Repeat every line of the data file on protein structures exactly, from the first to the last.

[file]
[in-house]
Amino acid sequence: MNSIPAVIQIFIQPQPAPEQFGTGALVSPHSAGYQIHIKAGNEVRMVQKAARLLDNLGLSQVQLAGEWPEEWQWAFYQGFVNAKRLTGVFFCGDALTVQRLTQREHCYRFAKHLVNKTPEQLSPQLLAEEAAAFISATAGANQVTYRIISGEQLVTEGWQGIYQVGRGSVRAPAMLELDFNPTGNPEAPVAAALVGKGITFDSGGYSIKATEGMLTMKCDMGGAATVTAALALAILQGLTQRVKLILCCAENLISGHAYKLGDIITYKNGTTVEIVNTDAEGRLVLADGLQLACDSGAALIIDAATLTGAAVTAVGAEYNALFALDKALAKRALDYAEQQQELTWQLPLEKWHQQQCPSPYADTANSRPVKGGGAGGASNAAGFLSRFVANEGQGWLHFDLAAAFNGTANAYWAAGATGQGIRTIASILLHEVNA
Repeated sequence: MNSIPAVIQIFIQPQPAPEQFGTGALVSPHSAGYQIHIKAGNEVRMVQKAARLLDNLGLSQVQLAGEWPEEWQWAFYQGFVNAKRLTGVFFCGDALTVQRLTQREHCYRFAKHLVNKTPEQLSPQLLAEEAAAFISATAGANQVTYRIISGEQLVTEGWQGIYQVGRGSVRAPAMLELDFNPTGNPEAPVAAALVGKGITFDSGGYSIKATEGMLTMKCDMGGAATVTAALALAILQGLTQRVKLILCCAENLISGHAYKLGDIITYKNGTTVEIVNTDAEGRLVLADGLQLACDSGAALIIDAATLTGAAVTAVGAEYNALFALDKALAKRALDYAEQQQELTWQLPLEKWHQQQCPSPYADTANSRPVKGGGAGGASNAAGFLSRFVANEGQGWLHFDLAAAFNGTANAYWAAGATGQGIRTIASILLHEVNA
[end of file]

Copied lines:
[in-house]
Amino acid sequence: MNSIPAVIQIFIQPQPAPEQFGTGALVSPHSAGYQIHIKAGNEVRMVQKAARLLDNLGLSQVQLAGEWPEEWQWAFYQGFVNAKRLTGVFFCGDALTVQRLTQREHCYRFAKHLVNKTPEQLSPQLLAEEAAAFISATAGANQVTYRIISGEQLVTEGWQGIYQVGRGSVRAPAMLELDFNPTGNPEAPVAAALVGKGITFDSGGYSIKATEGMLTMKCDMGGAATVTAALALAILQGLTQRVKLILCCAENLISGHAYKLGDIITYKNGTTVEIVNTDAEGRLVLADGLQLACDSGAALIIDAATLTGAAVTAVGAEYNALFALDKALAKRALDYAEQQQELTWQLPLEKWHQQQCPSPYADTANSRPVKGGGAGGASNAAGFLSRFVANEGQGWLHFDLAAAFNGTANAYWAAGATGQGIRTIASILLHEVNA
Repeated sequence: MNSIPAVIQIFIQPQPAPEQFGTGALVSPHSAGYQIHIKAGNEVRMVQKAARLLDNLGLSQVQLAGEWPEEWQWAFYQGFVNAKRLTGVFFCGDALTVQRLTQREHCYRFAKHLVNKTPEQLSPQLLAEEAAAFISATAGANQVTYRIISGEQLVTEGWQGIYQVGRGSVRAPAMLELDFNPTGNPEAPVAAALVGKGITFDSGGYSIKATEGMLTMKCDMGGAATVTAALALAILQGLTQRVKLILCCAENLISGHAYKLGDIITYKNGTTVEIVNTDAEGRLVLADGLQLACDSGAALIIDAATLTGAAVTAVGAEYNALFALDKALAKRALDYAEQQQELTWQLPLEKWHQQQCPSPYADTANSRPVKGGGAGGASNAAGFLSRFVANEGQGWLHFDLAAAFNGTANAYWAAGATGQGIRTIASILLHEVNA